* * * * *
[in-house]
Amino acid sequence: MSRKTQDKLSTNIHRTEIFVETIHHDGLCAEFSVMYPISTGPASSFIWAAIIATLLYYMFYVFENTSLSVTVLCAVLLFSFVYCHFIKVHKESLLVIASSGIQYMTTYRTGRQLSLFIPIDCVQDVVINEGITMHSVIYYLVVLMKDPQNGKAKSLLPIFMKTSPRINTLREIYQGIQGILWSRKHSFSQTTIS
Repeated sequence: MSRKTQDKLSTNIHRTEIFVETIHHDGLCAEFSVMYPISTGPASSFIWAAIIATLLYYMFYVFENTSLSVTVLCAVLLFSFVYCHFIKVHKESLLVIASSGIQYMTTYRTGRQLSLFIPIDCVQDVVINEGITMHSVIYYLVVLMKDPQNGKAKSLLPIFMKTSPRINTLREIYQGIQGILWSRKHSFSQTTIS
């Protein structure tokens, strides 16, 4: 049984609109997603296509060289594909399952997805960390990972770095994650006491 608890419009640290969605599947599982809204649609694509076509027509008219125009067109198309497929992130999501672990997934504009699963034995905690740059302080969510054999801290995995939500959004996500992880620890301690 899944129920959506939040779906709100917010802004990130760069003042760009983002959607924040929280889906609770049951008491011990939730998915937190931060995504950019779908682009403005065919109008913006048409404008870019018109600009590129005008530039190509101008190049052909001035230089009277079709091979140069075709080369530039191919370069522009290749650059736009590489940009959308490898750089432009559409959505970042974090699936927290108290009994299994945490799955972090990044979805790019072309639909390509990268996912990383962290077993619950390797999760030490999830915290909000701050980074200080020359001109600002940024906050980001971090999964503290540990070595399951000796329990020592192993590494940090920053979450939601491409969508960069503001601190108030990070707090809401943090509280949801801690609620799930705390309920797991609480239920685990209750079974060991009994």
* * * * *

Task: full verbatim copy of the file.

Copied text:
[in-house]
Amino acid sequence: MSRKTQDKLSTNIHRTEIFVETIHHDGLCAEFSVMYPISTGPASSFIWAAIIATLLYYMFYVFENTSLSVTVLCAVLLFSFVYCHFIKVHKESLLVIASSGIQYMTTYRTGRQLSLFIPIDCVQDVVINEGITMHSVIYYLVVLMKDPQNGKAKSLLPIFMKTSPRINTLREIYQGIQGILWSRKHSFSQTTIS
Repeated sequence: MSRKTQDKLSTNIHRTEIFVETIHHDGLCAEFSVMYPISTGPASSFIWAAIIATLLYYMFYVFENTSLSVTVLCAVLLFSFVYCHFIKVHKESLLVIASSGIQYMTTYRTGRQLSLFIPIDCVQDVVINEGITMHSVIYYLVVLMKDPQNGKAKSLLPIFMKTSPRINTLREIYQGIQGILWSRKHSFSQTTIS
């Protein structure tokens, strides 16, 4: 049984609109997603296509060289594909399952997805960390990972770095994650006491 608890419009640290969605599947599982809204649609694509076509027509008219125009067109198309497929992130999501672990997934504009699963034995905690740059302080969510054999801290995995939500959004996500992880620890301690 899944129920959506939040779906709100917010802004990130760069003042760009983002959607924040929280889906609770049951008491011990939730998915937190931060995504950019779908682009403005065919109008913006048409404008870019018109600009590129005008530039190509101008190049052909001035230089009277079709091979140069075709080369530039191919370069522009290749650059736009590489940009959308490898750089432009559409959505970042974090699936927290108290009994299994945490799955972090990044979805790019072309639909390509990268996912990383962290077993619950390797999760030490999830915290909000701050980074200080020359001109600002940024906050980001971090999964503290540990070595399951000796329990020592192993590494940090920053979450939601491409969508960069503001601190108030990070707090809401943090509280949801801690609620799930705390309920797991609480239920685990209750079974060991009994």